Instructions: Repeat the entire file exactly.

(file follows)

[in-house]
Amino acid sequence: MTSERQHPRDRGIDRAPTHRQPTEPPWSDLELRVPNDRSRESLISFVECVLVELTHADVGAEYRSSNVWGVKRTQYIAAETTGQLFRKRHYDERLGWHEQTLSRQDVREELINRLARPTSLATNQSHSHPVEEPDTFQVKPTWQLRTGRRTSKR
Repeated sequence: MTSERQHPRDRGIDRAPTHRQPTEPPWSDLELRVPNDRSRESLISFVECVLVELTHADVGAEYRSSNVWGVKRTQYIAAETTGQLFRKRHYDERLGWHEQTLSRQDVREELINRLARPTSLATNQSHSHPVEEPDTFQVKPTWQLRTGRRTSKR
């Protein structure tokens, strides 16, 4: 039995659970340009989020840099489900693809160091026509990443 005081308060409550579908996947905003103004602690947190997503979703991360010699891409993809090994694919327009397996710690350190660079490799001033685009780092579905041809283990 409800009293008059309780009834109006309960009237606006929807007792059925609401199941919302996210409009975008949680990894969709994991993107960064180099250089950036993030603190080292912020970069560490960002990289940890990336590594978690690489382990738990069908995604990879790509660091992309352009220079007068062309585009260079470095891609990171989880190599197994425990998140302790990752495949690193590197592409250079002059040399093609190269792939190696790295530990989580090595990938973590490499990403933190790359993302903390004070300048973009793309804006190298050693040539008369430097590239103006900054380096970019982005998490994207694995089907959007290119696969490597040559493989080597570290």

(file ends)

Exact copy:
[in-house]
Amino acid sequence: MTSERQHPRDRGIDRAPTHRQPTEPPWSDLELRVPNDRSRESLISFVECVLVELTHADVGAEYRSSNVWGVKRTQYIAAETTGQLFRKRHYDERLGWHEQTLSRQDVREELINRLARPTSLATNQSHSHPVEEPDTFQVKPTWQLRTGRRTSKR
Repeated sequence: MTSERQHPRDRGIDRAPTHRQPTEPPWSDLELRVPNDRSRESLISFVECVLVELTHADVGAEYRSSNVWGVKRTQYIAAETTGQLFRKRHYDERLGWHEQTLSRQDVREELINRLARPTSLATNQSHSHPVEEPDTFQVKPTWQLRTGRRTSKR
């Protein structure tokens, strides 16, 4: 039995659970340009989020840099489900693809160091026509990443 005081308060409550579908996947905003103004602690947190997503979703991360010699891409993809090994694919327009397996710690350190660079490799001033685009780092579905041809283990 409800009293008059309780009834109006309960009237606006929807007792059925609401199941919302996210409009975008949680990894969709994991993107960064180099250089950036993030603190080292912020970069560490960002990289940890990336590594978690690489382990738990069908995604990879790509660091992309352009220079007068062309585009260079470095891609990171989880190599197994425990998140302790990752495949690193590197592409250079002059040399093609190269792939190696790295530990989580090595990938973590490499990403933190790359993302903390004070300048973009793309804006190298050693040539008369430097590239103006900054380096970019982005998490994207694995089907959007290119696969490597040559493989080597570290």